The Sanders and Trump presidential campaigns both capitalized on emotional speeches and rallies. But politics weren’t always this way. Professor Jeremy Young examines the history of how charisma and emotional speaking became essential in elections.

 

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Jun 21, 2017

Many transgender Americans report being denied a job because of their identity, but that’s just one result of the discrimination they face. Professors Eric Grollman and Lisa Miller explain how unfair treatment also harms their mental and physical health.

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Jun 13, 2017

Since the North American Free Trade Agreement, American processed foods have flooded the Mexican food market -- with dramatic effects on people’s health. Professor Alyshia Gálvez explains how Mexico became a dumping ground for America’s corn.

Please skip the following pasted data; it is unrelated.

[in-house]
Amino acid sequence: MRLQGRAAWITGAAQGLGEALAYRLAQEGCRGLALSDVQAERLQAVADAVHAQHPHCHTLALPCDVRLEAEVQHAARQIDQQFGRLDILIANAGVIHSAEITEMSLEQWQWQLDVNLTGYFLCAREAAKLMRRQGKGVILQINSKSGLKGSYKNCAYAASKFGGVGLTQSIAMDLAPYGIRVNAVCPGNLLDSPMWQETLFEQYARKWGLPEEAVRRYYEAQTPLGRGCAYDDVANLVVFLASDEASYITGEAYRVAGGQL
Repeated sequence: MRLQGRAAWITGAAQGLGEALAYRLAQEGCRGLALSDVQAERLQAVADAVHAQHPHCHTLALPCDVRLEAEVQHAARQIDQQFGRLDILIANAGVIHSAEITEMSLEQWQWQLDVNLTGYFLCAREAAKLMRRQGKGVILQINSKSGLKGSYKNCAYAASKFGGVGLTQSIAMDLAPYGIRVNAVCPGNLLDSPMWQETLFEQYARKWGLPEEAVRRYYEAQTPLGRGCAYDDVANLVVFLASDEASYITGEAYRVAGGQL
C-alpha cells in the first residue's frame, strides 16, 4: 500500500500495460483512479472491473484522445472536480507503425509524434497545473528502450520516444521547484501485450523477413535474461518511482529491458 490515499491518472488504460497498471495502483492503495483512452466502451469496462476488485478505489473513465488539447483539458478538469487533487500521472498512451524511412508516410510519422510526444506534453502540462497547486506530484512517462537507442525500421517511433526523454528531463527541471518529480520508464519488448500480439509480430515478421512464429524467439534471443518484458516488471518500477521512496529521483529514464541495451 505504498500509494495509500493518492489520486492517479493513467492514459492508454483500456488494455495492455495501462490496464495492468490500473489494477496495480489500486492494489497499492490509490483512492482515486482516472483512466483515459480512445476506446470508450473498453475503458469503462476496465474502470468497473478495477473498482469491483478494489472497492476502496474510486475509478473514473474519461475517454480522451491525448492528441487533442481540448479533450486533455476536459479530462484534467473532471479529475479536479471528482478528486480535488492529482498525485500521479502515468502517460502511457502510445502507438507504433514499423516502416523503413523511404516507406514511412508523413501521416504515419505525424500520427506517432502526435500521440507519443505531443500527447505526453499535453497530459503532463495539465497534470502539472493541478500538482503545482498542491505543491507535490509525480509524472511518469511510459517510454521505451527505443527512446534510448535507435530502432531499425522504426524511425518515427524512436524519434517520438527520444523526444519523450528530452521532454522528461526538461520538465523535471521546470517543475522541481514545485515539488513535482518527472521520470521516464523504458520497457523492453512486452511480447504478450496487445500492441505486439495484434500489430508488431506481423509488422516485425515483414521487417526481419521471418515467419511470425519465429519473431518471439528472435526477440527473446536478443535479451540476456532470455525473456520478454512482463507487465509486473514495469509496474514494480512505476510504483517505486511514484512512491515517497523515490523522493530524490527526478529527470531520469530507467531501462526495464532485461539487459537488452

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Jun 6, 2017

As Congress and the Trump Administration roll back environmental protections, some communities are especially harmed. But Professor David Konisky explains that unequal protection is nothing new, and lays out a history of failed promises by the government.

 

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May 30, 2017

What do Iran’s elections and Trump’s international trip mean for the nuclear deal and US-Iran relations? Professor Kevan Harris discusses the history behind the latest news and paints a different picture of Iranian politics than usually seen in America.